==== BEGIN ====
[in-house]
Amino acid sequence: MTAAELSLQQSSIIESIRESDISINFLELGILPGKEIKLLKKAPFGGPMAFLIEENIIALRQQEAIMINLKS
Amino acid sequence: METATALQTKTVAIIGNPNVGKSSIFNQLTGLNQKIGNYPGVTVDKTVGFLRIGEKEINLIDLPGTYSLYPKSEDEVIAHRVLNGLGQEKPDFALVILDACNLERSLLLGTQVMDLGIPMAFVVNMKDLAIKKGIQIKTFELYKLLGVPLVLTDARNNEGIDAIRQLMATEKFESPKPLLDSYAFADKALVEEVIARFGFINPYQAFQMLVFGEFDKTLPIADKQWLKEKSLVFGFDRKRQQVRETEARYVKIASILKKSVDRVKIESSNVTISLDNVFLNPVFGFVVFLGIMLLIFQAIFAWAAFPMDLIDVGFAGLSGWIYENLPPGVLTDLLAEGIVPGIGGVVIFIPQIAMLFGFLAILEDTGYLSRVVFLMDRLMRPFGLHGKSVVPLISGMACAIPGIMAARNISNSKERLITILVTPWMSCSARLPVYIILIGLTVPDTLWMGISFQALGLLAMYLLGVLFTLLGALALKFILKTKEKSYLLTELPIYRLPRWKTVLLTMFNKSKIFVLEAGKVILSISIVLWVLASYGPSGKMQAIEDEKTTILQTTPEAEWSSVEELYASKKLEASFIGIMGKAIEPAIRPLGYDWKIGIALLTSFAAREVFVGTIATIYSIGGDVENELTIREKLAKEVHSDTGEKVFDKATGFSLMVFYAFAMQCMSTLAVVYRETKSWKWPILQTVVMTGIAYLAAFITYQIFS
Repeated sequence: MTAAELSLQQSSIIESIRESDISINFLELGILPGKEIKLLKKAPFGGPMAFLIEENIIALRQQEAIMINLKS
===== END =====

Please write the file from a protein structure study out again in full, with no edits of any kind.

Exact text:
[in-house]
Amino acid sequence: MTAAELSLQQSSIIESIRESDISINFLELGILPGKEIKLLKKAPFGGPMAFLIEENIIALRQQEAIMINLKS
Amino acid sequence: METATALQTKTVAIIGNPNVGKSSIFNQLTGLNQKIGNYPGVTVDKTVGFLRIGEKEINLIDLPGTYSLYPKSEDEVIAHRVLNGLGQEKPDFALVILDACNLERSLLLGTQVMDLGIPMAFVVNMKDLAIKKGIQIKTFELYKLLGVPLVLTDARNNEGIDAIRQLMATEKFESPKPLLDSYAFADKALVEEVIARFGFINPYQAFQMLVFGEFDKTLPIADKQWLKEKSLVFGFDRKRQQVRETEARYVKIASILKKSVDRVKIESSNVTISLDNVFLNPVFGFVVFLGIMLLIFQAIFAWAAFPMDLIDVGFAGLSGWIYENLPPGVLTDLLAEGIVPGIGGVVIFIPQIAMLFGFLAILEDTGYLSRVVFLMDRLMRPFGLHGKSVVPLISGMACAIPGIMAARNISNSKERLITILVTPWMSCSARLPVYIILIGLTVPDTLWMGISFQALGLLAMYLLGVLFTLLGALALKFILKTKEKSYLLTELPIYRLPRWKTVLLTMFNKSKIFVLEAGKVILSISIVLWVLASYGPSGKMQAIEDEKTTILQTTPEAEWSSVEELYASKKLEASFIGIMGKAIEPAIRPLGYDWKIGIALLTSFAAREVFVGTIATIYSIGGDVENELTIREKLAKEVHSDTGEKVFDKATGFSLMVFYAFAMQCMSTLAVVYRETKSWKWPILQTVVMTGIAYLAAFITYQIFS
Repeated sequence: MTAAELSLQQSSIIESIRESDISINFLELGILPGKEIKLLKKAPFGGPMAFLIEENIIALRQQEAIMINLKS